Your brand is reflective of the push for sustainability in fashion. Why do you think there is a need to prioritise the idea of renewability in apparel?

Artisan working on the dye | Image credits - Keegan Crasto

Although ‘sustainability’ seems to have become somewhat of a buzzword in the fashion world, I believe that the time when we lacked awareness about it is when we were living in oblivion. So in that sense I feel the more, the merrier. For me, the idea of sustainability goes beyond my clothing brand and seeps into carving out a lifestyle that champions this ideal in every way possible. From the food that I eat to the experiences that I gather – the idea of sustainability is simply reflective of simple but refined living. In the last few years, the mass consumption of fast fashion has skyrocketed, leading to waste in abundance as these trends merely last one fashion season. This is why I feel that the push for sustainability is crucial – we need to look at fashion as a lifestyle cycle and not a temporary trend cycle. When we’re able to get over the surface idea of viewing clothing as a tool that is simply for the ‘wow’ or immediate head-turning moment is when we can collectively reduce the sheer unproductivity and wastage of clothes being manufactured in such a way.

To what extent did your upbringing have a role to play in your desire to incorporate sustainability in your brand?

I’d say my family certainly had a large role to play here. Hailing from an agricultural background, we lived a fairly frugal and simplistic lifestyle. However, there was always a deep appreciation for heirlooms and local textiles being woven by artisans in the area. The fabrics used to make carpets or saris were products of the crops we grew, and a lot of attention was paid to its creation and passing on to the next generation. My mother wears my grandmother’s pashmina, and the ideals of sustainability and care were passed on with these clothes – undeniably seeping into my line of work and the message I convey through Eka’s clothing.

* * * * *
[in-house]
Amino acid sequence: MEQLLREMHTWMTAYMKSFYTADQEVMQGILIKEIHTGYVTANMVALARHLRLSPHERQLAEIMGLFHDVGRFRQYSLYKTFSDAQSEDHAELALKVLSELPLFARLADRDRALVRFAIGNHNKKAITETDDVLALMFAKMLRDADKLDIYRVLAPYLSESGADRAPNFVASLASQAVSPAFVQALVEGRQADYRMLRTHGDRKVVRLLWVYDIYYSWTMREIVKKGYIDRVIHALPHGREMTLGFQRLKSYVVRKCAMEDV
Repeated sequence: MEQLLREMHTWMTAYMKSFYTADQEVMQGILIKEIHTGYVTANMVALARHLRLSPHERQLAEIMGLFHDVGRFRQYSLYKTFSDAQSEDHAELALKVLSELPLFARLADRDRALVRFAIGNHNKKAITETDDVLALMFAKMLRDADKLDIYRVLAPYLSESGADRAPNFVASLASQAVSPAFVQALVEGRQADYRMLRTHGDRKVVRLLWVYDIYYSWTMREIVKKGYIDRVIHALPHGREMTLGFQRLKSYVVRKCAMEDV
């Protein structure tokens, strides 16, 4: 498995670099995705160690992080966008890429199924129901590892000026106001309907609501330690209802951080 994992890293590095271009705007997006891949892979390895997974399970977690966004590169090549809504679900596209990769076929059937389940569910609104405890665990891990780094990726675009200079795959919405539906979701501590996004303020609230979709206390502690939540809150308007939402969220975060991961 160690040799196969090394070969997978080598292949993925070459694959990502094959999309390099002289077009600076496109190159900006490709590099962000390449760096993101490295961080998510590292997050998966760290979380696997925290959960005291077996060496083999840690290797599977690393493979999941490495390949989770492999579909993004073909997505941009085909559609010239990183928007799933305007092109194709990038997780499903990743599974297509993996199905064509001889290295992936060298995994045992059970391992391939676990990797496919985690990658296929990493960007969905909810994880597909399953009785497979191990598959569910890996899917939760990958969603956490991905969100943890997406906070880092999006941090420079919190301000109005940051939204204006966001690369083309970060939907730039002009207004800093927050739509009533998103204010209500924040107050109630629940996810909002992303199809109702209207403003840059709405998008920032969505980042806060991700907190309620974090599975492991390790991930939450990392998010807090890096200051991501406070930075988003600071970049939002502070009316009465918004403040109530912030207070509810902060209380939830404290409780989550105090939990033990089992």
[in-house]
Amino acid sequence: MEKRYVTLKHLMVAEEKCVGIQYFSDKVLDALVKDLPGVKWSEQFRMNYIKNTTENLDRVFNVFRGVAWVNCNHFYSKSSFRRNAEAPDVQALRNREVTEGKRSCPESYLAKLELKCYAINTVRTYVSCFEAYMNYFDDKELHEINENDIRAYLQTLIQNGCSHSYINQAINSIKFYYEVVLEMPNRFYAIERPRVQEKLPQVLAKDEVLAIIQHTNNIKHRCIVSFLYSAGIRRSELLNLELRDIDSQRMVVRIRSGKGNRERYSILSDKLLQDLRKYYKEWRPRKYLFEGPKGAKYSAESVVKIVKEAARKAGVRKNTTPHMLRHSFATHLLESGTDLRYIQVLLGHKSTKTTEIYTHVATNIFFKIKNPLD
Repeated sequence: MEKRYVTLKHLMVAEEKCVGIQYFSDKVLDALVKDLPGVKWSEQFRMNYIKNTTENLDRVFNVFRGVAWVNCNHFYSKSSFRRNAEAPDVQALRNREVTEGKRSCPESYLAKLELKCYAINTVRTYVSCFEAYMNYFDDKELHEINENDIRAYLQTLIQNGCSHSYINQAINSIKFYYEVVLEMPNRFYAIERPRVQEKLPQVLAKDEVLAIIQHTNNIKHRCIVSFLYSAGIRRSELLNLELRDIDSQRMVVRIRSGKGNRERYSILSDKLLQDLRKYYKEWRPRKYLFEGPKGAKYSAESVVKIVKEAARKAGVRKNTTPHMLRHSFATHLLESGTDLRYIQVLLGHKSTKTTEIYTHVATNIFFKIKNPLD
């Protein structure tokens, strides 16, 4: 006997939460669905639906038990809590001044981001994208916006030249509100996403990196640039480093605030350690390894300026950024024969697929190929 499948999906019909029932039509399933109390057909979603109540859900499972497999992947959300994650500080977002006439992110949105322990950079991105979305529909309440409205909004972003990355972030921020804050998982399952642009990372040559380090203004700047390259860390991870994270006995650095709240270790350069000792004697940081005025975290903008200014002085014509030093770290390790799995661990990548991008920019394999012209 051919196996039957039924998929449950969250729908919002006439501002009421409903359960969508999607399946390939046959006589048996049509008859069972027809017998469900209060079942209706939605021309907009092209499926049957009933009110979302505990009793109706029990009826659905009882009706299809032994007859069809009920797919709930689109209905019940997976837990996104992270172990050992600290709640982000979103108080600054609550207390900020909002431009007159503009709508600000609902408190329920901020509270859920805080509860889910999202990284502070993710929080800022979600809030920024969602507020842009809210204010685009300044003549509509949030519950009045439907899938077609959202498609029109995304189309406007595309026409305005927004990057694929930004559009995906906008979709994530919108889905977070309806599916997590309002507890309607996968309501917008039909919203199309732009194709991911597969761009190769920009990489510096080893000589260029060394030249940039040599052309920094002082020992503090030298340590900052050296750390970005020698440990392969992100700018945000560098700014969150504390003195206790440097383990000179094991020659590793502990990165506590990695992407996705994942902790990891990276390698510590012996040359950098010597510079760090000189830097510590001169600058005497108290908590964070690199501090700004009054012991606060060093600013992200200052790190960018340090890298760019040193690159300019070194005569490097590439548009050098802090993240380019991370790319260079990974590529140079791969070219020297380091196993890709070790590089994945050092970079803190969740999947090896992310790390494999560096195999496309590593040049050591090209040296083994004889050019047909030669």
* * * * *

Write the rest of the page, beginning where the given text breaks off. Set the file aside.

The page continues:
Both your clothing style and sustainable message behind its creation echo the needs of new-age consumers. How do you think this demographic has changed the way we view the fashion industry?

I would say the thought process of the demographic has definitely changed. Both the new-age consumers that have educated themselves about sustainability, as well as consumers like myself – who have evolved through experiences of buying and travelling and have thus incorporated these new ideals while going along. There has been a unanimous acceptance across this demographic that where we come from is different from the rest of the world. Coming from India – a land with countless indigenous textiles and crafts – the ethos rests inside us and there is no option but to carry on such a rich legacy of fashion. The way kimonos are to Japan, underground punk grunge style is to the UK or haute couture is to Paris – I believe the legion of extraordinarily intricate fabrics and techniques are reflective of the Indian identity. The new-age consumer in our country embodies this individuality in style, and has managed to combine it with the sensibilities of the west and ideals of sustainability or eco-friendly apparel.

Channel your need for comfort and sustainability by shopping Eka’s latest collection here.